Mark Bassett: That's just never been my style and I just don't think long-term people respond to that, frankly. And I just don't. I've always, and this sounds kind of maybe corny or cliche, but any business I've run or Hemlock, a company I ran, to me it's a family. Once I've kind of had a team, I've tried to create a real team atmosphere and I viewed it as, ultimately I'm accountable. Now there are times when, if people fail to deliver or they make major mistakes, you have to hold people accountable obviously, but I just don't think that consistent style holds water or is sustainable over a long period or people respond to it. I think you just start seeing games being played and you see a lot of wasted energy and effort playing the politics in the game in an environment like that versus just one where it's much more of a team environment, which is much more collaborative and everyone's got a shared vision and goal of where you're trying to go. I just think where you set up that kind of competition, it's toxic and it's not good long term. 

Selecting the Right Team, Hiring, and Firing

Mike Casey: When you've taken over the leadership of a company, what did you learn about selecting the right team? How did you decide to keep one person and replace another? 

Mark Bassett: I have four broad criteria. Number one, I like talent. Everyone likes talent. And I've got some real strengths and I like people like me as well. But I know where my weaknesses are and I like to surround myself with complimentary people as well. That you have to be talented at something. I like people that take extreme ownership. So like I said, this like HSC to me was a family and I gave everything I had to that company and I treated it as if it was my own personal company, even though it wasn't. I want people that have extreme ownership, I wanna be working with them because they're gonna go above and beyond to deliver exceptional results and help the team win.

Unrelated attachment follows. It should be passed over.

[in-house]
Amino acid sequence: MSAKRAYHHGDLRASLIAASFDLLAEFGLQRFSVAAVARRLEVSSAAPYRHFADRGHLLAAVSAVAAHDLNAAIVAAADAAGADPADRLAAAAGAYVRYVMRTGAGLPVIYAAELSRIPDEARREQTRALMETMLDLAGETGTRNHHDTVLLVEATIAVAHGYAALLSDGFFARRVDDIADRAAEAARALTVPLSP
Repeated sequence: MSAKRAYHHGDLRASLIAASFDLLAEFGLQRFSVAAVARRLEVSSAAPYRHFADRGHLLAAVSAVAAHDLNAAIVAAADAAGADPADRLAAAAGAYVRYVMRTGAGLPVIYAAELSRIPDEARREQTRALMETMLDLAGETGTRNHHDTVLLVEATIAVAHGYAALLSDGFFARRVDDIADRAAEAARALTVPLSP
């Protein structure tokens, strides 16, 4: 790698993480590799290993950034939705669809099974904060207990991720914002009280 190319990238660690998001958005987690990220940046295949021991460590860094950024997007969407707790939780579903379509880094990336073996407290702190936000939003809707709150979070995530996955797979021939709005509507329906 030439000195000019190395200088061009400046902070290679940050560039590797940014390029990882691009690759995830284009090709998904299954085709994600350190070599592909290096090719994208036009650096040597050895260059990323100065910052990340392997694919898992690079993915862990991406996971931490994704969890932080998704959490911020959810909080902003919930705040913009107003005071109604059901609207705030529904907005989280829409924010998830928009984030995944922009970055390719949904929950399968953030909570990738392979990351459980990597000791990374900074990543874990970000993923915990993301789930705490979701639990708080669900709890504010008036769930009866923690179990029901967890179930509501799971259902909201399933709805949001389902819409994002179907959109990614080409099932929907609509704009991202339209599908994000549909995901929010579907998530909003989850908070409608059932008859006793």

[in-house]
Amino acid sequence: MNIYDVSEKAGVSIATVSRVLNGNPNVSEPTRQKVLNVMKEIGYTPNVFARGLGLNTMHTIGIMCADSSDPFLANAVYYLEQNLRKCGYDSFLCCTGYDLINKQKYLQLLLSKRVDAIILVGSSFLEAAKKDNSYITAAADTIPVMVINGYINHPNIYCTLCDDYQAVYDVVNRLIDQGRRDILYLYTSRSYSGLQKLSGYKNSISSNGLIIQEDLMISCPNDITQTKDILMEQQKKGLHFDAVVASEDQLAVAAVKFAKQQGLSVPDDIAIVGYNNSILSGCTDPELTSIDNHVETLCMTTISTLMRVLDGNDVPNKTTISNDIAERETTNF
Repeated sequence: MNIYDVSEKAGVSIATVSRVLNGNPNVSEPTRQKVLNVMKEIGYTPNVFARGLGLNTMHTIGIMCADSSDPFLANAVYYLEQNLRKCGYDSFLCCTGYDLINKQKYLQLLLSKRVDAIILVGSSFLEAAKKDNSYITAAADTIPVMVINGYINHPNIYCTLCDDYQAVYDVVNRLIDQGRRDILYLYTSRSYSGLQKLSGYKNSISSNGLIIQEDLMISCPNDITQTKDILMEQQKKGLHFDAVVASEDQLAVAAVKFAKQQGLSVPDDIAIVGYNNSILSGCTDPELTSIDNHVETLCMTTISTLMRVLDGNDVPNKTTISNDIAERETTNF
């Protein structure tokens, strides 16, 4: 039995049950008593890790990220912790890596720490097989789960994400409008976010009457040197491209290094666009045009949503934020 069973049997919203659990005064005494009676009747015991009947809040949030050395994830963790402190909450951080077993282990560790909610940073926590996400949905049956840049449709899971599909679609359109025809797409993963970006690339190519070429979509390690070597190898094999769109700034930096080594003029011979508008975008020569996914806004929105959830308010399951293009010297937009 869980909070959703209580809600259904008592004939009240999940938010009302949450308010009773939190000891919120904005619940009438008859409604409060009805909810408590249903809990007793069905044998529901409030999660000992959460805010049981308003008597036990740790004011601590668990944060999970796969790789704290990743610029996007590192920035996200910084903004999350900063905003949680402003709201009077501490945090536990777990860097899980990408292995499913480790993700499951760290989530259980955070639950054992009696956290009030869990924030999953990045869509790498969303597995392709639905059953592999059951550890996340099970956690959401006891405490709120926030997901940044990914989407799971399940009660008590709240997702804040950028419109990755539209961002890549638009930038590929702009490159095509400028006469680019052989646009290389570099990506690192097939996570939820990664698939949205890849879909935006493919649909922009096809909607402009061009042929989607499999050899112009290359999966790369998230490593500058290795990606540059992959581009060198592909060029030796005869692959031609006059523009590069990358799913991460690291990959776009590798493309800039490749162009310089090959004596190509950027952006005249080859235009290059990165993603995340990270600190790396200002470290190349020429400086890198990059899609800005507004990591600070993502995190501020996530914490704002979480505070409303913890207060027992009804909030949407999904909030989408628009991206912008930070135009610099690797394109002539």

The other thing that's important to me is what I just talked about as a team, they have to be real team players. If you're not a team player, that is the easiest way to get off my team. And then they gotta wanna get better. So they've gotta wanna be developed and everyone needs to get better. I need to get better from the top guy to the bottom guy.   I want people that want to get better, but if you're working for me, that means you're a leader as well and you've gotta be passionate about helping your team get better too. That's my criteria.